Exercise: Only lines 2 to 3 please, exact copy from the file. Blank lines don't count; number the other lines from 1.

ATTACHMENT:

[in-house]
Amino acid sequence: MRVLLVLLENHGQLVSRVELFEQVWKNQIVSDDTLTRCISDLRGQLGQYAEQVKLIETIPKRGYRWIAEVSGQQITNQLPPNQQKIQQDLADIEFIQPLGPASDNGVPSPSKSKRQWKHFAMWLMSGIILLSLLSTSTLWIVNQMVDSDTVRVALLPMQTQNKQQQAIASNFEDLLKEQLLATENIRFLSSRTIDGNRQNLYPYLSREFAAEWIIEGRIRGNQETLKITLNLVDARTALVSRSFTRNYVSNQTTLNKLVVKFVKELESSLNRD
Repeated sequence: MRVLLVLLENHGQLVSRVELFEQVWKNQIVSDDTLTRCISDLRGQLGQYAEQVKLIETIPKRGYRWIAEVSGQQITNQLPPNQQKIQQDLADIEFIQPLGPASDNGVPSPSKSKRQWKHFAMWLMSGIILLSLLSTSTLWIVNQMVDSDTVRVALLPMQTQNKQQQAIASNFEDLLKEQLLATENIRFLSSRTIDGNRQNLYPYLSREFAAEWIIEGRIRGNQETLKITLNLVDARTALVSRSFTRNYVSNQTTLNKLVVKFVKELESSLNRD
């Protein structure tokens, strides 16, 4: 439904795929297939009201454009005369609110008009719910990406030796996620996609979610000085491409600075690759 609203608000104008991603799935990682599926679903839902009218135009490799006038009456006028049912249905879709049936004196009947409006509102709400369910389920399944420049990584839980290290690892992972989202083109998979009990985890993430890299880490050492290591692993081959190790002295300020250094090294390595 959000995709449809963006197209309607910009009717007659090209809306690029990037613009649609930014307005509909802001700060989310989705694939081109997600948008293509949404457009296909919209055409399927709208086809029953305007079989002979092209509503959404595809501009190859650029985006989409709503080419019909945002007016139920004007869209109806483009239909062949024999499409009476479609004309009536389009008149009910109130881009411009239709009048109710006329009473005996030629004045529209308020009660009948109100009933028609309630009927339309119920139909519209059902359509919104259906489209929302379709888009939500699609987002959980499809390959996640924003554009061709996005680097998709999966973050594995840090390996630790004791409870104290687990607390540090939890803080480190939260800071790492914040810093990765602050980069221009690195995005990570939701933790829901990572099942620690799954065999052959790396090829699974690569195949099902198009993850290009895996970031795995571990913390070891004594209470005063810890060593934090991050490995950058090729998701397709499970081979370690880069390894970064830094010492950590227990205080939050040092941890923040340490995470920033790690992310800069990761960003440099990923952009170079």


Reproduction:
Amino acid sequence: MRVLLVLLENHGQLVSRVELFEQVWKNQIVSDDTLTRCISDLRGQLGQYAEQVKLIETIPKRGYRWIAEVSGQQITNQLPPNQQKIQQDLADIEFIQPLGPASDNGVPSPSKSKRQWKHFAMWLMSGIILLSLLSTSTLWIVNQMVDSDTVRVALLPMQTQNKQQQAIASNFEDLLKEQLLATENIRFLSSRTIDGNRQNLYPYLSREFAAEWIIEGRIRGNQETLKITLNLVDARTALVSRSFTRNYVSNQTTLNKLVVKFVKELESSLNRD
Repeated sequence: MRVLLVLLENHGQLVSRVELFEQVWKNQIVSDDTLTRCISDLRGQLGQYAEQVKLIETIPKRGYRWIAEVSGQQITNQLPPNQQKIQQDLADIEFIQPLGPASDNGVPSPSKSKRQWKHFAMWLMSGIILLSLLSTSTLWIVNQMVDSDTVRVALLPMQTQNKQQQAIASNFEDLLKEQLLATENIRFLSSRTIDGNRQNLYPYLSREFAAEWIIEGRIRGNQETLKITLNLVDARTALVSRSFTRNYVSNQTTLNKLVVKFVKELESSLNRD